Council Candidates Tackle Range of Issues at Forum

Demonstrating that it’s officially campaign season, local political candidates kicked off this week with the first of a handful of forums, this one featuring six of the formal candidates for the three City Council seats to be decided in the Nov. 3 election.
Monday’s forum, an approximately two-hour event in which candidates appeared via Zoom, was presented by Women Involved in South Pasadena Political Action and the South Pasadenan. Linda Wah, the Area 5 board member for Pasadena City College, moderated. Candidates were given a round of five questions, with a minute to answer each, followed by another five questions with 30 seconds per answer, a rebuttal or clarification round, and a final round with a minute to answer each of five questions advanced by viewers.
Here are highlight responses from each of the candidates; the full video recording of the forum can be viewed at

• On police reform: “When they go out [on homeless and wellness calls], we need to make sure we have a team that includes mental health, social workers and medical personnel who go with that group.”
• On the state’s housing mandate: “We also have to have certain planning ordinances in place to at least see what we can do to bring some of those housing units in, but we’ll never come close to those 2,000” ordered by Sacramento.
• On traffic issues: “We need to somehow slow the traffic down on Meridian. Fremont also needs to be redesigned and possibly move the traffic onto Fair Oaks, and [we need to] do synchronization projects that we need to help move traffic better.”
• On homelessness initiatives: “With [Proposition H funding], it was to help do the motel vouchers, to get a caseworker working three days a week. It’s a very important program and we are spending very good money to work with the homeless.”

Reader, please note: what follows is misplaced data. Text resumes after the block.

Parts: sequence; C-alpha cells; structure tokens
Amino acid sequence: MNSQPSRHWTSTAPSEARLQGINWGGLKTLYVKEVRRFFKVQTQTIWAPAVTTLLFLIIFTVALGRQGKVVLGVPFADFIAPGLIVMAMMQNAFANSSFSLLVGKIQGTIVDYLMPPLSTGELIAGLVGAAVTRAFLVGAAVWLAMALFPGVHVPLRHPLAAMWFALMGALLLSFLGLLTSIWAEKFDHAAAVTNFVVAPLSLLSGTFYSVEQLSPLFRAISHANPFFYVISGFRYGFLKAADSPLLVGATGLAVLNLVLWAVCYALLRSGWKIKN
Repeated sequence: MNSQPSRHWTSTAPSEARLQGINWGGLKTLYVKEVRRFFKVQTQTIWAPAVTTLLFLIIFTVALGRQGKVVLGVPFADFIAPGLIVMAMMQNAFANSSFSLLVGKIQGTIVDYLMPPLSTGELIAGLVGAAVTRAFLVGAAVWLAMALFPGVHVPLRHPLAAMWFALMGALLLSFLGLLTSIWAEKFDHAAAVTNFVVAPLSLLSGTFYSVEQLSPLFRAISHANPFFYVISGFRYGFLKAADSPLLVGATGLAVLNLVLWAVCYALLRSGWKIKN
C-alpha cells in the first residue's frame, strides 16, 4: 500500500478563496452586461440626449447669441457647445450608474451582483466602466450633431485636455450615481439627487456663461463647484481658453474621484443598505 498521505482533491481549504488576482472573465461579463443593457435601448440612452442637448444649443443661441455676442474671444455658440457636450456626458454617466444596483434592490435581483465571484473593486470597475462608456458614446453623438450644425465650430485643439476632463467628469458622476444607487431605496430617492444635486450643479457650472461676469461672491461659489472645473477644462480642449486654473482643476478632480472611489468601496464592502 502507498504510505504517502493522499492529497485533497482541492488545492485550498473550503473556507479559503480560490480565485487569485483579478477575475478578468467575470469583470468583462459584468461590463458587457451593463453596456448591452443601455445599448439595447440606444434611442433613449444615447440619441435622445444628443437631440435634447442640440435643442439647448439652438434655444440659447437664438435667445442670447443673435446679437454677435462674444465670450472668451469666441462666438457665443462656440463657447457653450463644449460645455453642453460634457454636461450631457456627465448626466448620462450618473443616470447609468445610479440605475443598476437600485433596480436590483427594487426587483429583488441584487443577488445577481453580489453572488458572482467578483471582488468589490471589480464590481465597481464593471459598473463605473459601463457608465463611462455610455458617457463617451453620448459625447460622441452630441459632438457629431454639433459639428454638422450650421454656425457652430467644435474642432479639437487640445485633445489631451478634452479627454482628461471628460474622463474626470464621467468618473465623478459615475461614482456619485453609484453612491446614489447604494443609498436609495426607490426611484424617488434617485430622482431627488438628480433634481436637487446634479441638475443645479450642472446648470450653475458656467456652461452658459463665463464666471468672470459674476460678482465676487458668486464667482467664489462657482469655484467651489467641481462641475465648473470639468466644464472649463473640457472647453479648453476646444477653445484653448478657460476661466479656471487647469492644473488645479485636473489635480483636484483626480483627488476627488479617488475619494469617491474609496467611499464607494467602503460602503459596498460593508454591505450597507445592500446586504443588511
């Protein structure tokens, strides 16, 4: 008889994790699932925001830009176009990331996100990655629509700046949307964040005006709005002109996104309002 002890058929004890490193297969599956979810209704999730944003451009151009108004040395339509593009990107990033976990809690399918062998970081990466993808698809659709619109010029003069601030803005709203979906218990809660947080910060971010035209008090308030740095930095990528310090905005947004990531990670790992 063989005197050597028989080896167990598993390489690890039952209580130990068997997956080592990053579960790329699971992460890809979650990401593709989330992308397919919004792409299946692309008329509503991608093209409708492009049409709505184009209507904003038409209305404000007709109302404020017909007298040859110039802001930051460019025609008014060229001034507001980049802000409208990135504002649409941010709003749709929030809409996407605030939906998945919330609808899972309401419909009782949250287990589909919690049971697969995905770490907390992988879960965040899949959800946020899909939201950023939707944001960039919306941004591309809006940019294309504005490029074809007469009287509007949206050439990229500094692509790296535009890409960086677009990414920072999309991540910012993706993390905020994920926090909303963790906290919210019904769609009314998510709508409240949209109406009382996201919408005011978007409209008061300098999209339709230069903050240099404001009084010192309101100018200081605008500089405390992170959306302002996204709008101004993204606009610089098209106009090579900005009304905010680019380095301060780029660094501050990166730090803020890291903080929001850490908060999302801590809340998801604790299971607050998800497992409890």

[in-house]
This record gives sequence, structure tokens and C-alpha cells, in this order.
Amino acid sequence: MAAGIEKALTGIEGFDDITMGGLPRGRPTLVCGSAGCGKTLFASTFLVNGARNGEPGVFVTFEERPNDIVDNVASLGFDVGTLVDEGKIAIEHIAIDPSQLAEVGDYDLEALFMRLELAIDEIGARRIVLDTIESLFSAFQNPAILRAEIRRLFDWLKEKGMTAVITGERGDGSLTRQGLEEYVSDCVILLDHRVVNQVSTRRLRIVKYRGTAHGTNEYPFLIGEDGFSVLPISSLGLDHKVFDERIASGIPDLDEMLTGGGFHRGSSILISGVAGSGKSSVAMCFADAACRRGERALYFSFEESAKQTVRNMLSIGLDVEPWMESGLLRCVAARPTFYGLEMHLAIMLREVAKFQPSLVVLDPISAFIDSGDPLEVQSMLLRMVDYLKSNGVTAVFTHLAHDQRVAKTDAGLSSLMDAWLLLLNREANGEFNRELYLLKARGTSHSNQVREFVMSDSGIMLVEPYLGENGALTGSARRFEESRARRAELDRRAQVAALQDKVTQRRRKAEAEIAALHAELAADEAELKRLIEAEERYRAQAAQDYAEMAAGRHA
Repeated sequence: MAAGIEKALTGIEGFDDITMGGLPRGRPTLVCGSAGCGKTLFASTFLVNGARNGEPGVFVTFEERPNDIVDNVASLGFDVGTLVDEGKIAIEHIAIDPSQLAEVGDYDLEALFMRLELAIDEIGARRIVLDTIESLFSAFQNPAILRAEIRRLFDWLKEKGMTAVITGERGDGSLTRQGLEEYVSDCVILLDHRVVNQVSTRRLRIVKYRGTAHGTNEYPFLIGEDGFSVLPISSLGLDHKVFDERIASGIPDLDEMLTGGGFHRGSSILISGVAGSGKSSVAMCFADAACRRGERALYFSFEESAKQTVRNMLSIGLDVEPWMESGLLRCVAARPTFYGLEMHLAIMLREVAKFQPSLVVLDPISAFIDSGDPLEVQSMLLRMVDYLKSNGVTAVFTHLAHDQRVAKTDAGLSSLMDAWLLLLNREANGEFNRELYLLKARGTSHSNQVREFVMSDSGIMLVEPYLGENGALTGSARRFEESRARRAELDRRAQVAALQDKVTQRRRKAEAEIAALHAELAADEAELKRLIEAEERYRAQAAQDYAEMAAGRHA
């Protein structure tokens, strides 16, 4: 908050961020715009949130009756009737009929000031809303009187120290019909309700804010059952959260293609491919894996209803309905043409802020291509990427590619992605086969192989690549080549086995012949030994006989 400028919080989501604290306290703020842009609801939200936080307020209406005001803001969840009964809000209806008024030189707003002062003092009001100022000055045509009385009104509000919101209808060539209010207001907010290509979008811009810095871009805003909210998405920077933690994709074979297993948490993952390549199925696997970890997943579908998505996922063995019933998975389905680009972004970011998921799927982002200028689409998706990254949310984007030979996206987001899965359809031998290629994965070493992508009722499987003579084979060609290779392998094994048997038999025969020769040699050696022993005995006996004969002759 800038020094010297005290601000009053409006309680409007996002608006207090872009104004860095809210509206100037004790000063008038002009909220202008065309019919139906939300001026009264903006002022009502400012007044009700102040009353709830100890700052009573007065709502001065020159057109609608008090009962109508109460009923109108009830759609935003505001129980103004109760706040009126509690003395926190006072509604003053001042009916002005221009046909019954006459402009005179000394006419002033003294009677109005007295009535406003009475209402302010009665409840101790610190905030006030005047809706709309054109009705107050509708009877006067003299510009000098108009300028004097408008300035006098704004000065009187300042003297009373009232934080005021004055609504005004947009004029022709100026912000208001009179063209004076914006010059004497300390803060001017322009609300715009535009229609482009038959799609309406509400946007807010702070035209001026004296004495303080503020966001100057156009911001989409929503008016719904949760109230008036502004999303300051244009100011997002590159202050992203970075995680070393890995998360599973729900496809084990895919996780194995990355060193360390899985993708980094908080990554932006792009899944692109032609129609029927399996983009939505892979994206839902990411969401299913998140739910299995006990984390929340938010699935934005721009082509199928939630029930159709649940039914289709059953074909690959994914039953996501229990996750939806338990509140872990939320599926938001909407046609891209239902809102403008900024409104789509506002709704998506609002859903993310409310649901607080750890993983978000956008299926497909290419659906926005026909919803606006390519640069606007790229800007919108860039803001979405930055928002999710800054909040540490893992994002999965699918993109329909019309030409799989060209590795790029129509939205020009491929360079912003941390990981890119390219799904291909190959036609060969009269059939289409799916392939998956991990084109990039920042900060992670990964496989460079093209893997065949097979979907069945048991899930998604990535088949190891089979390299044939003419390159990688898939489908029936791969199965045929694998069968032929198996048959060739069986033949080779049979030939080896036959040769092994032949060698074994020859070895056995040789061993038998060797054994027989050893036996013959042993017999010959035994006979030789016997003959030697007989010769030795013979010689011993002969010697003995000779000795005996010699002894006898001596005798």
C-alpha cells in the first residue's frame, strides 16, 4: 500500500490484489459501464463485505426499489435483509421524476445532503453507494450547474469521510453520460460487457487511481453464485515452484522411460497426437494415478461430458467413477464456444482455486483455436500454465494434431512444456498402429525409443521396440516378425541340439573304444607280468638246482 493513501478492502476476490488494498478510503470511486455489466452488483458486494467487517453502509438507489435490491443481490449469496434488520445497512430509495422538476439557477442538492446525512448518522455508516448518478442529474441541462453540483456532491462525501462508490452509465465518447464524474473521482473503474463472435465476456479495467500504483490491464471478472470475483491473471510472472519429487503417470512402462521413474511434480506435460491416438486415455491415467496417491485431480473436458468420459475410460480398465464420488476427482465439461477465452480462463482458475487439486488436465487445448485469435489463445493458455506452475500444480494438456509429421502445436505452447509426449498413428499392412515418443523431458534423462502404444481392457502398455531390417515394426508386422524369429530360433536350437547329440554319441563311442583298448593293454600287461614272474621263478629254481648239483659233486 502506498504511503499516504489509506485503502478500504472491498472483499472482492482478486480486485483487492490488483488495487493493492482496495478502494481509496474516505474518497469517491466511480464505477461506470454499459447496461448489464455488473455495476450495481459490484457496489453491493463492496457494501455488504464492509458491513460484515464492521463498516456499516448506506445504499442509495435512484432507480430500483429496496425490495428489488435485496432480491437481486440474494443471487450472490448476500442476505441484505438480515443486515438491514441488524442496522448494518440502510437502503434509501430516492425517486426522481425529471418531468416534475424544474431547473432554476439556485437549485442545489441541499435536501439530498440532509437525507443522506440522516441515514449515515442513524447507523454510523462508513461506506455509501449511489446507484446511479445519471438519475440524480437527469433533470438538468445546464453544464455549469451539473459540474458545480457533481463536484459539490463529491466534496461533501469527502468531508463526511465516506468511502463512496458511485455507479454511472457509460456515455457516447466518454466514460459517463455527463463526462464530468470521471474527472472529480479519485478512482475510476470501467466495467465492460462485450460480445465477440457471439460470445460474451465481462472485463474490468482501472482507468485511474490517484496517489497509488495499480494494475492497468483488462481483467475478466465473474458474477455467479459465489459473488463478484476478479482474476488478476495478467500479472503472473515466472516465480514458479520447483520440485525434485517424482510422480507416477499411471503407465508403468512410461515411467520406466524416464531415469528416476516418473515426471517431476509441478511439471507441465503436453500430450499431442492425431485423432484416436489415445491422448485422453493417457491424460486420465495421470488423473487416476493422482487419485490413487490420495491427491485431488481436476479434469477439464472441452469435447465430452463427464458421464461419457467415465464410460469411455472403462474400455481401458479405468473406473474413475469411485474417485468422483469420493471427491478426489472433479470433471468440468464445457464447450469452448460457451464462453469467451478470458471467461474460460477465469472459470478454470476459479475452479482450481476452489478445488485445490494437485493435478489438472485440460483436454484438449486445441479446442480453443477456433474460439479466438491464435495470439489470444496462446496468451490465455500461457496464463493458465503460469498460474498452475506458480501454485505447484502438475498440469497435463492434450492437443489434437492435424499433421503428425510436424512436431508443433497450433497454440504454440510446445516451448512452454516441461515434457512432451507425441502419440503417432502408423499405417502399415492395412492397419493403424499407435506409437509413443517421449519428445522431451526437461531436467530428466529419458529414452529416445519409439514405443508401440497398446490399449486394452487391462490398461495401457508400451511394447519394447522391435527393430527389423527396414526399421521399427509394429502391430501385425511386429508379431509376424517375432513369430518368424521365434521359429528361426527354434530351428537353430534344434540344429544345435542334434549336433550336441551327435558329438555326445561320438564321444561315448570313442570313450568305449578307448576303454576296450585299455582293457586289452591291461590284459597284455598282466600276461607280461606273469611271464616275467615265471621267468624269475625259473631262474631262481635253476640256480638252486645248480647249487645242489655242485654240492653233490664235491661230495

• On how involved the community should be in hiring a new city manager: “I think it is important to get input from the community, but it’s up to the City Council itself to make the decision.”

• On police reform: “We have to review our current police policies, training, existing complaints and past conduct. We have to ensure there will be
community-based dialogues between police and our communities of color.”
• On city leadership turnover: “We keep losing that institutional knowledge, and it’s not just a pay issue. It’s an employee happiness and leadership issue.”
• On the homelessness crisis: “We should have a program where we train the unhoused people to gain employment. I work with vet homeless in L.A. and we provide them with clothes and train them on how to respond to questions in interviews.”
• On the state’s housing mandate: “I don’t want a massive housing development in a strictly residential zone, but we have to be compact and fit in our existing city design.”
• On planning for revenue stability: “We can develop [city blocks] into senior affordable housing, with mixed use. We can provide for our seniors, which is over 60% of our population, to survive in South Pasadena and spend their limited income in our city.”

• On the state’s housing mandate: “I recognize the need for affordable housing for young families and residents so they can become a part of this great city. However, I want to make sure any development does not outstrip the city’s infrastructure and overburden the local schools.”
• On police reform: “I would look to the Public Safety Commission’s recommendations for police reform as well as the Finance Commission’s recommendations on police spending to strike a balance.”
• On the crisis regarding the unhoused: “Many homeless people have underlying conditions that have contributed to their homelessness. We need to address these issues in order to solve the problem.”
• On local requirements for affordable housing: “We are stronger with a more diverse community. If private developers understand that there is an ordinance already in place, they will work in the beginning [of the process] to have those units.”